A Mixed Up Minister?
What insights does the book of Jonah have for ministers today?
Led by The Revd Tom Stuckey, a former President of the Methodist Church.
Consider what your life might be like if you lived in a country such as Chad, Africa. You speak a minority language. People in the villages and towns twenty miles from you speak other languages, which you are not able to understand. There is absolutely nothing written in your language - no newspapers, no magazines, no pamphlets, no books - and no Bible. The only biblical input you and your family receive is at church on Sunday morning, when the pastor teaches from a foreign translation of the Bible and attempts to translate some of it on the spot. In addition, from time to time as you get the chance to share your faith with your neighbours, you have no way of referring to scriptures that would speak to them in their situation. On other occasions, the difficulties of life become overwhelming. Your children become ill, you don't have enough money to support your family, some of your fellow villagers ridicule you for your faith. What then? How could you find encouragement and peace and hope for the future?
How do you think you would have become a Christian if there had never been a translation of the Bible nor any Christian literature in English? How far do you believe you would have progressed in your faith without God's Word in English? Wycliffe Bible Translators believe that it is imperative that people receive a translation of God's Word in their own language and that through reading and hearing that translation, many will have their lives transformed as they are brought into the Kingdom of God and as they grow in understanding.
Ros and I each joined Wycliffe Bible Translators as singles back in the late 1980's (Steve in the States, Ros in the UK). We had been impressed with the importance of providing scriptures in the mother tongue to people around the world, and we felt that God had given us gifts and personalities that would be of benefit in this kind of work. Following our training in linguistics and translation, we each were assigned to work in francophone central Africa - specifically Cameroon and Chad. We arrived in Africa on the same flight from Paris, developed a relationship with each other over the following months, and got married the next year.
Since then, other than for being on 'home assignment' periodically, we have lived and worked in Chad. The needs in Chad are great. Around 120 distinct languages are spoken in the country, many of which have no written form. While French and Arabic are the official languages of the country, many Chadians speak neither of them particularly well. It's not surprising then that the literacy level is quite low, as well as the level of economic development.
Although we had originally aimed toward translation work, our assistance was more urgently needed in our main office in N'Djamena, the capital. This led us into administrative roles, which allowed our colleagues who were already involved in translation projects to continue their work. These past four years, I have been serving our group as Field Director while our fellow Wycliffe members have been working in 14 language projects throughout the country.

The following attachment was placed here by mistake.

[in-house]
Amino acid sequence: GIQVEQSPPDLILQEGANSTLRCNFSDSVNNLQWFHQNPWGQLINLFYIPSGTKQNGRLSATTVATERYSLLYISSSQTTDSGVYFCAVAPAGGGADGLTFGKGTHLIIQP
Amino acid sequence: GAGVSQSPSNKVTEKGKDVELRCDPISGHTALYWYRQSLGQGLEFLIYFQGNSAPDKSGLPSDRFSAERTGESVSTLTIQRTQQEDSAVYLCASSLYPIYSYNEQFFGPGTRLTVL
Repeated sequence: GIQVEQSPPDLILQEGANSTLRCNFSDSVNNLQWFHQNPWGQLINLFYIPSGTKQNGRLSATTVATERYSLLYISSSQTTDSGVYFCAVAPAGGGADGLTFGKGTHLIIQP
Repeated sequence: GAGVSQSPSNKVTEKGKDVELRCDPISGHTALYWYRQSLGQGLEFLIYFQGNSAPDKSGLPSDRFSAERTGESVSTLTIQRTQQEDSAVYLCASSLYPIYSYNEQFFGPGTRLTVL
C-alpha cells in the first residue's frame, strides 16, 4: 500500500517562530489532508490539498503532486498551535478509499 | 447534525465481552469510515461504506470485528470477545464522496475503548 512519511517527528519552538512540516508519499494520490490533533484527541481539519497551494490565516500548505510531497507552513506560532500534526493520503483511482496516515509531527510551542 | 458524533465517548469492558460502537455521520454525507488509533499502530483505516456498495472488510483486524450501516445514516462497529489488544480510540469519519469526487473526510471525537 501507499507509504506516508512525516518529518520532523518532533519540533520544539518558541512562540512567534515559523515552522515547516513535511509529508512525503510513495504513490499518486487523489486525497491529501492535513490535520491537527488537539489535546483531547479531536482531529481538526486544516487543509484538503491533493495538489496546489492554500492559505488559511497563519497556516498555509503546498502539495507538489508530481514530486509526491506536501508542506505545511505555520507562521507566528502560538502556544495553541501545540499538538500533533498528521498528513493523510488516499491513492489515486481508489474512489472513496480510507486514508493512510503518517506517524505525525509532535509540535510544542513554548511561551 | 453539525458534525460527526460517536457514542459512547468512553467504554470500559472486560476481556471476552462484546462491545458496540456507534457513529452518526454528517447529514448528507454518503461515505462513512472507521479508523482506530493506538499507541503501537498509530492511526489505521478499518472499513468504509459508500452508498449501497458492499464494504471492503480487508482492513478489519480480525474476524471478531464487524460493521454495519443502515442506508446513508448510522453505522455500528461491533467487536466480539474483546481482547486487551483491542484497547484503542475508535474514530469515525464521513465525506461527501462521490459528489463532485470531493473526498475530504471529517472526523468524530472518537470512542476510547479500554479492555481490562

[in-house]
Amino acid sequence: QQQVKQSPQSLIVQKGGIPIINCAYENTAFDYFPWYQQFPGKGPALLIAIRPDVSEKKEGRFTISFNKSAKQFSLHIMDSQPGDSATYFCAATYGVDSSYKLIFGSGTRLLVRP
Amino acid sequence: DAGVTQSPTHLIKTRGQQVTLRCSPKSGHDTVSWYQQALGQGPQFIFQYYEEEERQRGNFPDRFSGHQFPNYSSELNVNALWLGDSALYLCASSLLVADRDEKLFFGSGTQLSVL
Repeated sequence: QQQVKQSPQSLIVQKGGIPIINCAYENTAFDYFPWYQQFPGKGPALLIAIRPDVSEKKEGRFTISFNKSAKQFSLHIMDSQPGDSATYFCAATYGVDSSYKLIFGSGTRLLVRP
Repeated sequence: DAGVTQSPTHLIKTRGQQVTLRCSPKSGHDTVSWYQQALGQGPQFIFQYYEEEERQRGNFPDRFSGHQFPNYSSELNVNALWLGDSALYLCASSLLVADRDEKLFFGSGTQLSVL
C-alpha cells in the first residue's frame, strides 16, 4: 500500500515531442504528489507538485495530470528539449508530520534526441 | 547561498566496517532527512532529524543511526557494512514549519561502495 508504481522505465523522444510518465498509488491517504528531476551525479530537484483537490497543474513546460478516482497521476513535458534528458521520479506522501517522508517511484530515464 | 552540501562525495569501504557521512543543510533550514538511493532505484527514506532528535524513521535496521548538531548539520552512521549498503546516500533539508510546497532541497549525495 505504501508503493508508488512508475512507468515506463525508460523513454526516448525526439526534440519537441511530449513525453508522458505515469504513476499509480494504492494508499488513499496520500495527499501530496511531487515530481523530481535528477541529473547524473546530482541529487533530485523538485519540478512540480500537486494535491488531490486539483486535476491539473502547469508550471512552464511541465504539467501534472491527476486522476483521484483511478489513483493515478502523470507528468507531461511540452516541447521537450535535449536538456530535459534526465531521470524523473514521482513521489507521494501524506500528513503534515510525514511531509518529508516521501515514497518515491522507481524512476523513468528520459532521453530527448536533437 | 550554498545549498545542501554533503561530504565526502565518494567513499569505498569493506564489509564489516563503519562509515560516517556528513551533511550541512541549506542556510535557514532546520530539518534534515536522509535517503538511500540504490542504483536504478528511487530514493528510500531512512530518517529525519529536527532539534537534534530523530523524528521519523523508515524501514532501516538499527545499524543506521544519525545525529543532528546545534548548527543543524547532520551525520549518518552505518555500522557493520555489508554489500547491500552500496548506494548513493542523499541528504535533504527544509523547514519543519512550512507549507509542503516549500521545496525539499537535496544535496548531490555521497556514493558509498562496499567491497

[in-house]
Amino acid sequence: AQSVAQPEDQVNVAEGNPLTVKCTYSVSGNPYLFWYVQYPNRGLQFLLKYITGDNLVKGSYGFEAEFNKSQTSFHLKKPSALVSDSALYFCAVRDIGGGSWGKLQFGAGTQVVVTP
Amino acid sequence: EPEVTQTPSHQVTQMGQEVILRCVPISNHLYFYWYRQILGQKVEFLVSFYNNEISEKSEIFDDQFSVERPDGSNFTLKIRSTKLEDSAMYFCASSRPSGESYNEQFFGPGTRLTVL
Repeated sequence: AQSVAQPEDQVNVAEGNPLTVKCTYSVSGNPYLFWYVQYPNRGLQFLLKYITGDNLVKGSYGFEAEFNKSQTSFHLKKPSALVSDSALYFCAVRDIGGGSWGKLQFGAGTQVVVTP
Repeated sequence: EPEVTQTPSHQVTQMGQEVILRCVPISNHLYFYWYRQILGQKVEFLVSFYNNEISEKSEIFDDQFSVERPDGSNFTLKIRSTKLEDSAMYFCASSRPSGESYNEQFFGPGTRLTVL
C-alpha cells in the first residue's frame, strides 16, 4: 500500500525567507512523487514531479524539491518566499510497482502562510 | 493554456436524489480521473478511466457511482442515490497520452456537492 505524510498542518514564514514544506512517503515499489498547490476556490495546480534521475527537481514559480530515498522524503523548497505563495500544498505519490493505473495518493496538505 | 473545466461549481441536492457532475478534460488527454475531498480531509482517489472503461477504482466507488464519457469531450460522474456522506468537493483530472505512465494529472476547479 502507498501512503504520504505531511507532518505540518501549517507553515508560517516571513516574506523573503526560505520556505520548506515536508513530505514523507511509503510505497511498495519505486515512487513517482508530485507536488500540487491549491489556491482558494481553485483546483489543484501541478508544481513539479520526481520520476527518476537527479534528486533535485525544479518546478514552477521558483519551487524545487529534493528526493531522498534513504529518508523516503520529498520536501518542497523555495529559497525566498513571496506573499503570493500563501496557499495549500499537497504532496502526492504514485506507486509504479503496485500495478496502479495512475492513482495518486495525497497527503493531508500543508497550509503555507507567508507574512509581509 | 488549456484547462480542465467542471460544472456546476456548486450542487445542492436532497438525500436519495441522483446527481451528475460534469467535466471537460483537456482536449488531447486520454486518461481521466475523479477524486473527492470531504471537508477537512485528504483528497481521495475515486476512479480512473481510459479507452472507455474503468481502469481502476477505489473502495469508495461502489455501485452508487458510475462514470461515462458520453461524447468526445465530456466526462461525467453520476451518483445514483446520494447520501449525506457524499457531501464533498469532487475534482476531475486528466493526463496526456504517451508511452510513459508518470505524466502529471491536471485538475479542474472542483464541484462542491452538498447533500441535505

The work of Bible translation requires a long-term commitment and extensive training as well as healthy teamwork.
- A good translation depends partly on a sound linguistic analysis of the language.
- A written form of the language must be developed.
- The grammar of the local language must be respected, in order to avoid making the translation sound foreign and unclear.
- A solid understanding of the biblical passages themselves is needed to make sure that the translation is faithful to the original message.
- Speakers of the local language must be heavily involved in the translation process to ensure that it is natural and communicates well.
- Consultants are needed to check the work, give guidance, recommend improvements and ensure the quality of the translation.
- Finally, literacy materials need to be produced and classes organised, so that the people learn to read and write their own language and have access to written scriptures.
In the past, translation projects were most often directed by expatriates (foreign workers). Now, however, more and more national Christians are receiving training to lead the work themselves. For example, two years ago a Chadian couple finished their MA studies in an Evangelical seminary in Nairobi, Kenya, returned to Chad and began a translation project in a Chadian language other than their own. This recent development is a great benefit to the work. It benefits the church in Chad to be thus involved and increases the overall rate at which translations are completed.
During the 1900's that rate accelerated dramatically. However, in the last decade or so, it has reached a plateau. If the situation doesn't improve, it could take another 150 years before the remaining 3,000 languages of the world receive a translation of at least the New Testament. The more people involved in the work, the sooner speakers of these languages will have God's Word in their heart language.
As I write this, we have less than five weeks left in Chad. On February 22nd we move to Nairobi, Kenya, where I shall work in SIL's Africa Area office, taking on the role of Regional Director for central Africa. New challenges face us at work as well as adapting to a different culture, finding a house and furnishing it, Laura (age 7) starting at school in September (Ros will finish the current year homeschooling her), making new friends, etc. We'd appreciate your prayers in this transition time, that we keep the Lord at the centre of our focus and lives. And we encourage you to pray that God would call more and more of his people from every nationality to join together in the task of Bible translation.